I'm trying to get a graceful shutdown/reboot in ArchLinux with GNOME Shell. Now, when I ask for shut-down, it immediately shuts down without giving open programs time to gracefully close / save open files. As a result, whenever I restart Chrome (for example) it tells me that the session was not closed correctly etc. By reading on the web I learnt that systemd while shutting down processes, it first send a SIGTERM followed by SIGKILL if the process does not close withing a given timeout. However I notice that on my system SIGKILL is sent immediately after SIGTERM and I guess this is the cause of a non graceful programs termination.

I've found some documentation which (if I read it correctly) states that timeout before sending SIGKILL can be set by TimeoutStopSec= option. Also sending SIGKILL could also be disabled by SendSIGKILL= option. But I cannot find where to configure those options... is there a systemd shutdown / reboot configurations file where I can set those options?


I did some test and I discovered two interesting things:

  1. If I manually close chrome like this killall -SIGTERM chrome, it will not complain that is has not been closed correctly next time I start it again. If I close it like this instead killall -SIGKILL chrome, it will complain. This tells me that chrome is handling SIGTERM correctly.
  2. Looking at the output of my shutdown procedure, systemd prints Sending SIGTERM... immediately followed by Sending SIGKILL...

According to comment below, systemd is handling its processes only. So in my case GDM. This tells me that the issue could be:

  1. either GDM not closing it's child processes (e.g. Chrome) correctly (i.e. by sending SIGTERM to them)
  2. or systemd is sending GDM a SIGKILL message to early not giving it the time to correctly close its children.

Is there a way to check/configure how actually GDM closes its children?

  • 1
    Systemd only signals processes directly under it's control. Things like chrome are not one of those processes. Systemd will signal your display manager (xdm, gdm, kdm, whatever), it's then up to the display manager to signal its children, and so on down the line until you get to chrome. If nothing signals chrome, it dies when the xorg server is shut down and it's display goes away.
    – phemmer
    Commented Apr 1, 2014 at 16:37
  • @Patrick: thanks, I guessed so. That's why I tried adding 'TimeoutStopSec=90s' to '[Service]' section of ' /etc/systemd/system/display-manager.service' according to this: freedesktop.org/software/systemd/man/systemd.service.html but nothing changes... :(
    – lviggiani
    Commented Apr 1, 2014 at 16:51
  • Chrome should be under systemd's control - systemd is pid 1 - but Chrome execs out of its wrapper script in a subshell and invokes child processes afterward. Still, it will do what it needs to kill its zygotes so long as your system is properly configured. Are you using one of those temp-space solutions for chrome that you'll find recommended in the Arch wiki?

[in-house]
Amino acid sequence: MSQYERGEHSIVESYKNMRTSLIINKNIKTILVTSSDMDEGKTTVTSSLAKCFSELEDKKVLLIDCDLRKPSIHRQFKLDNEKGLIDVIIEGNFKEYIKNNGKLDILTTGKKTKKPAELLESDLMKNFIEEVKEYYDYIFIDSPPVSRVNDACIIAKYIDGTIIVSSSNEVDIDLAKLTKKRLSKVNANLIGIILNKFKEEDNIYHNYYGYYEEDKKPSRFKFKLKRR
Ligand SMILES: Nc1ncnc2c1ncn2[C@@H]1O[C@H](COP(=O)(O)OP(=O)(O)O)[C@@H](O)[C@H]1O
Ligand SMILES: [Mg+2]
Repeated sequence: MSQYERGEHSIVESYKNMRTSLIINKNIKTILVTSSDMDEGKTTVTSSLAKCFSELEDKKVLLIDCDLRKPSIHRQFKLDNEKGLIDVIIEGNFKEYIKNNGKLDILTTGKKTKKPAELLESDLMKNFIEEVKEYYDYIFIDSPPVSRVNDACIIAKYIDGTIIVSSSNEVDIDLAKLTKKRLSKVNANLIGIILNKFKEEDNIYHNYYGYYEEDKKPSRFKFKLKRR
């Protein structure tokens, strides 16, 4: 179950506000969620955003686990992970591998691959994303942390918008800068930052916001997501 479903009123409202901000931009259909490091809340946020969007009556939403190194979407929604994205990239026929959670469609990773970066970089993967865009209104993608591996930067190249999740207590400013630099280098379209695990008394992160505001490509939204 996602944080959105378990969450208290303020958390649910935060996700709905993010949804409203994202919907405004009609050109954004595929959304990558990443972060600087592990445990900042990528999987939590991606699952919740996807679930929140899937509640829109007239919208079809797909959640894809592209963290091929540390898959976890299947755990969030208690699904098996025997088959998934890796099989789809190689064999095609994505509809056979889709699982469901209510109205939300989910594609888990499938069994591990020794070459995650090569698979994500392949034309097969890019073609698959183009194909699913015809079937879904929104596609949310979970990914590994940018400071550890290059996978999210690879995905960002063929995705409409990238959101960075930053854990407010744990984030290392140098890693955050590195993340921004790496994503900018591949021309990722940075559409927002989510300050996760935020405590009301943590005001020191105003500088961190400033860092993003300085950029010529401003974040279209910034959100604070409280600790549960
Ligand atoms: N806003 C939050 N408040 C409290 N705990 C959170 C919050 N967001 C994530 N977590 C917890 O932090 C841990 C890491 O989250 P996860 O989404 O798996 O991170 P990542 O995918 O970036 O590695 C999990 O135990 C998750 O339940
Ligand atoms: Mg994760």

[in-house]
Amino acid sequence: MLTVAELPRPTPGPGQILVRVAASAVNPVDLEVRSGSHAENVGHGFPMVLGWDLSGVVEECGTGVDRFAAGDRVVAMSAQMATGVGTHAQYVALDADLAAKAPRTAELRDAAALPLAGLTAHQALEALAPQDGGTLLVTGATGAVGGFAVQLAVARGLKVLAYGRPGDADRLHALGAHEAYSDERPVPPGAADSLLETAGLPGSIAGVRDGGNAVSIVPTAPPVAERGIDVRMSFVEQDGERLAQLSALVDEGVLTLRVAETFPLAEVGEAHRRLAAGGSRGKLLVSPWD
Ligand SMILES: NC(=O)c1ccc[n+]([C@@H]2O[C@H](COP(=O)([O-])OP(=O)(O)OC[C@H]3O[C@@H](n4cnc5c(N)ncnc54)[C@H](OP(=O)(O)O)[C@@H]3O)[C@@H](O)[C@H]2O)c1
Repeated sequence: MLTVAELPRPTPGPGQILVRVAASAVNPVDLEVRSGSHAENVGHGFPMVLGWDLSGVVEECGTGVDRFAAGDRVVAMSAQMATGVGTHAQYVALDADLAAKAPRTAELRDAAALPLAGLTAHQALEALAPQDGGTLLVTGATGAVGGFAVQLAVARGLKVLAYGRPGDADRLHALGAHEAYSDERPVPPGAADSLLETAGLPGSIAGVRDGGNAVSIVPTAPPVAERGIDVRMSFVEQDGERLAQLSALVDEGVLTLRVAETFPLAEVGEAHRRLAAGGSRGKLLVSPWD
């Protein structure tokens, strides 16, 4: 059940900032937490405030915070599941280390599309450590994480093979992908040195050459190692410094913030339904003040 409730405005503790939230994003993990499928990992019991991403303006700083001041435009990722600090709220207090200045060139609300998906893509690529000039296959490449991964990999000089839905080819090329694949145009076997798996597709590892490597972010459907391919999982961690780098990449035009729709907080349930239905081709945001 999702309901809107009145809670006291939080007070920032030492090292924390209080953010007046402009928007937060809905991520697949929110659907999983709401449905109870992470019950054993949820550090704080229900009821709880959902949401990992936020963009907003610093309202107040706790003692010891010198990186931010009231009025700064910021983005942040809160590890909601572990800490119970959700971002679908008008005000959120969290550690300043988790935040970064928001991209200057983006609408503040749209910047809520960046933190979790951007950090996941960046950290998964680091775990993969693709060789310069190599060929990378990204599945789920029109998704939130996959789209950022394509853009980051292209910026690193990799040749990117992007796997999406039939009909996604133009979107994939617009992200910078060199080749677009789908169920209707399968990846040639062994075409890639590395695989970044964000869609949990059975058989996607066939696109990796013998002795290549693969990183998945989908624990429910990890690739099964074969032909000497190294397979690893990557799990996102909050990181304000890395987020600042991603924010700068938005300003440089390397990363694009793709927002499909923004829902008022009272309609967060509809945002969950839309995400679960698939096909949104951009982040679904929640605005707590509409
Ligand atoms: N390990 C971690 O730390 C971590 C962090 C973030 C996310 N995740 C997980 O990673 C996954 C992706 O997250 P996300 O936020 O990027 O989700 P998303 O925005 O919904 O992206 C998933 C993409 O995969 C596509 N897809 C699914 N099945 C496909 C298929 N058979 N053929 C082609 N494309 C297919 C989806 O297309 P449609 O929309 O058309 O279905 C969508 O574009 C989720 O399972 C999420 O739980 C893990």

– mikeserv
    Commented Apr 3, 2014 at 8:19
  • 1
    I run into a similar problem with KDE and Firefox on Arch. I have never gotten around to trying to figure out why.
    – StrongBad
    Commented Apr 3, 2014 at 8:53
  • 2
    GDM is not signaling processes. GDM is essentially a dumb way to hook up Xorg and PAM. the real culprit is gnome-session.
    – strugee
    Commented Jun 30, 2014 at 20:37

3 Answers 3


To gracefully shutdown your desktop, you may need to raise the TimeoutStopSec= for GDM, or whatever other display manager you are using.

  • Seems to me GDM should never have told systemd to shut down in the first place if it didn't know whether all clients could be closed. Commented May 3, 2016 at 10:27
  • Yes this seems like a bug. There should be a configurable option. maybe gdm can use systemd to launch processes? idk... Commented Jul 14, 2022 at 18:27

This worked for me on my Arch Linux with Gnome 3.12. It turned out that it maybe related to the config in /etc/gdm/PostSession/Default.

  1. Run sudo pacman -S wmctrl to install wmctrl for windows management.

  2. Create a executable file for closing all windows. For example, I put it in /home/[your_username]/bin/close-all-windows with these contents:

    wmctrl -l | while read -r line
        wmctrl -c `echo "$line" | sed 's/.*  [0-9]* [your_hostname] //'`
  3. Modify /etc/gdm/PostSession/Default and add these contents before exit 0:

    echo " Closing selected windows programs gracefully"
    export DISPLAY=:0
    su [your_username] -c /home/[your_username]/bin/close-all-windows

Hope these will work.

  • For Plasma 5, putting this script in .config/plasma-workspace/shutdown/ solves the problem
    – AF7
    Commented Mar 8, 2016 at 8:30

sorpass's wmctrl script works well for me (on CentOS 7 I just had to run 'yum install wmctrl' first). However I found that /etc/gdm/PostSession/Default only seemed to run only at logout, not shutdown. Therefore instead of using /etc/gdm/PostSession/Default I now call sorpass's wmctrl script from Seamus Phelan's python script which can be found at these two sites:

This combination of scripts works great for closing Firefox, Chrome, etc. automatically and cleanly when I logout or shutdown my CentOS 7 desktop machine. Note that with CentOS 7 you must run 'yum install gnome-python2-gnome' for this python script to work.

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